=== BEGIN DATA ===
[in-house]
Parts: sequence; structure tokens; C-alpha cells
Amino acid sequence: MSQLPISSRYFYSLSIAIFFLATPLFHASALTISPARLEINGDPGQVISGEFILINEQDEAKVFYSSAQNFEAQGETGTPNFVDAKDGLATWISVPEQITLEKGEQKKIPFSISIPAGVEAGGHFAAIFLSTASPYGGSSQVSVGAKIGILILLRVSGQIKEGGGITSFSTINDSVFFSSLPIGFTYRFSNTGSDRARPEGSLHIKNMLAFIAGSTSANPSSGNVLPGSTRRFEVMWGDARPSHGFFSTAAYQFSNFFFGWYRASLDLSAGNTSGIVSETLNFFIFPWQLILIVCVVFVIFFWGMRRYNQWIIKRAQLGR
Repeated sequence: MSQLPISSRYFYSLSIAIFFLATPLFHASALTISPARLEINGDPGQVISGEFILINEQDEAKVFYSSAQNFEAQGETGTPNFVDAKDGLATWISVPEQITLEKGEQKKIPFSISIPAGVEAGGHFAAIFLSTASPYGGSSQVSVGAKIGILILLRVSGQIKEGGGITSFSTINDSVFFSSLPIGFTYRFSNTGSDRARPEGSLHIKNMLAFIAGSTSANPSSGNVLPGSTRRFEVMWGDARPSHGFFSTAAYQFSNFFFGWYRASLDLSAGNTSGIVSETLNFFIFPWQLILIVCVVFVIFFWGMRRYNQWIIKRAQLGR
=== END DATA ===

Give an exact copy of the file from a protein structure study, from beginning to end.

[in-house]
Parts: sequence; structure tokens; C-alpha cells
Amino acid sequence: MSQLPISSRYFYSLSIAIFFLATPLFHASALTISPARLEINGDPGQVISGEFILINEQDEAKVFYSSAQNFEAQGETGTPNFVDAKDGLATWISVPEQITLEKGEQKKIPFSISIPAGVEAGGHFAAIFLSTASPYGGSSQVSVGAKIGILILLRVSGQIKEGGGITSFSTINDSVFFSSLPIGFTYRFSNTGSDRARPEGSLHIKNMLAFIAGSTSANPSSGNVLPGSTRRFEVMWGDARPSHGFFSTAAYQFSNFFFGWYRASLDLSAGNTSGIVSETLNFFIFPWQLILIVCVVFVIFFWGMRRYNQWIIKRAQLGR
Repeated sequence: MSQLPISSRYFYSLSIAIFFLATPLFHASALTISPARLEINGDPGQVISGEFILINEQDEAKVFYSSAQNFEAQGETGTPNFVDAKDGLATWISVPEQITLEKGEQKKIPFSISIPAGVEAGGHFAAIFLSTASPYGGSSQVSVGAKIGILILLRVSGQIKEGGGITSFSTINDSVFFSSLPIGFTYRFSNTGSDRARPEGSLHIKNMLAFIAGSTSANPSSGNVLPGSTRRFEVMWGDARPSHGFFSTAAYQFSNFFFGWYRASLDLSAGNTSGIVSETLNFFIFPWQLILIVCVVFVIFFWGMRRYNQWIIKRAQLGR